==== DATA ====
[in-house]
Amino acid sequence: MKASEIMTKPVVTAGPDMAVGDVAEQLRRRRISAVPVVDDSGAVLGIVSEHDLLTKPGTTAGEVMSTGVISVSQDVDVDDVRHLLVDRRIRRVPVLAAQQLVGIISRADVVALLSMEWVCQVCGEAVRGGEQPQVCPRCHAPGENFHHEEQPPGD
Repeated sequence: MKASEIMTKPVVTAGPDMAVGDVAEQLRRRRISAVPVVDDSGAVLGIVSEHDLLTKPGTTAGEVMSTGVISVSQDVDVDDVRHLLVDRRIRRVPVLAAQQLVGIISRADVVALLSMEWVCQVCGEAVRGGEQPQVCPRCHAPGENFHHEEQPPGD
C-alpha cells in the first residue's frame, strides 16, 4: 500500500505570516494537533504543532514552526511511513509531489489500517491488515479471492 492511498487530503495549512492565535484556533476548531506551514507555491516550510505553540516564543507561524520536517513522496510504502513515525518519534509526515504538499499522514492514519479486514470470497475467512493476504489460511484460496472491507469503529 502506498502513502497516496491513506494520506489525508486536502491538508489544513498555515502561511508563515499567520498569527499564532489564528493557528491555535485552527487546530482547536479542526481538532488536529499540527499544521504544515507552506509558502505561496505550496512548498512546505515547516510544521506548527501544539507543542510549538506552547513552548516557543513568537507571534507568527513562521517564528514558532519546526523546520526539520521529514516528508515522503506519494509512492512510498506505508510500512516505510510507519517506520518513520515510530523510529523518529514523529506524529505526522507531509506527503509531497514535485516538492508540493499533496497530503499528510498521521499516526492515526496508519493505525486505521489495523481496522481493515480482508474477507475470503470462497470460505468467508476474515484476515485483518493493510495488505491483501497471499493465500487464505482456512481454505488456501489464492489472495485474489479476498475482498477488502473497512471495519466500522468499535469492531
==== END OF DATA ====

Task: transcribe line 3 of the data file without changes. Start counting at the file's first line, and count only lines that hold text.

Repeated sequence: MKASEIMTKPVVTAGPDMAVGDVAEQLRRRRISAVPVVDDSGAVLGIVSEHDLLTKPGTTAGEVMSTGVISVSQDVDVDDVRHLLVDRRIRRVPVLAAQQLVGIISRADVVALLSMEWVCQVCGEAVRGGEQPQVCPRCHAPGENFHHEEQPPGD